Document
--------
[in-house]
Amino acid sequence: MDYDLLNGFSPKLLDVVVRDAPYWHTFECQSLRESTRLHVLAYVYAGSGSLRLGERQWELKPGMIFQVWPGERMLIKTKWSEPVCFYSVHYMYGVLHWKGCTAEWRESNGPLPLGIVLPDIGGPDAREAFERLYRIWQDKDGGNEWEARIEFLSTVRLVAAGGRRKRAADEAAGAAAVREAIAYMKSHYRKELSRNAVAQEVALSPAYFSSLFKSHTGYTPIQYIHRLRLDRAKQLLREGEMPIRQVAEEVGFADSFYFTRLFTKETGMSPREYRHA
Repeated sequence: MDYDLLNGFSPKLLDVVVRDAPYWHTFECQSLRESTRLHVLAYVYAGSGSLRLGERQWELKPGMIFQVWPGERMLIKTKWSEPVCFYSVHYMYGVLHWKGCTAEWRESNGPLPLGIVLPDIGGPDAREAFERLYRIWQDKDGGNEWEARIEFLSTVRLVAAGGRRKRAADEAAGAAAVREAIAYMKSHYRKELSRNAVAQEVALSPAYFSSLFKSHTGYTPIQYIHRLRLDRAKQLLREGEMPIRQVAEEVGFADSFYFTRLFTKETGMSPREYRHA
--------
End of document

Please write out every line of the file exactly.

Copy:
[in-house]
Amino acid sequence: MDYDLLNGFSPKLLDVVVRDAPYWHTFECQSLRESTRLHVLAYVYAGSGSLRLGERQWELKPGMIFQVWPGERMLIKTKWSEPVCFYSVHYMYGVLHWKGCTAEWRESNGPLPLGIVLPDIGGPDAREAFERLYRIWQDKDGGNEWEARIEFLSTVRLVAAGGRRKRAADEAAGAAAVREAIAYMKSHYRKELSRNAVAQEVALSPAYFSSLFKSHTGYTPIQYIHRLRLDRAKQLLREGEMPIRQVAEEVGFADSFYFTRLFTKETGMSPREYRHA
Repeated sequence: MDYDLLNGFSPKLLDVVVRDAPYWHTFECQSLRESTRLHVLAYVYAGSGSLRLGERQWELKPGMIFQVWPGERMLIKTKWSEPVCFYSVHYMYGVLHWKGCTAEWRESNGPLPLGIVLPDIGGPDAREAFERLYRIWQDKDGGNEWEARIEFLSTVRLVAAGGRRKRAADEAAGAAAVREAIAYMKSHYRKELSRNAVAQEVALSPAYFSSLFKSHTGYTPIQYIHRLRLDRAKQLLREGEMPIRQVAEEVGFADSFYFTRLFTKETGMSPREYRHA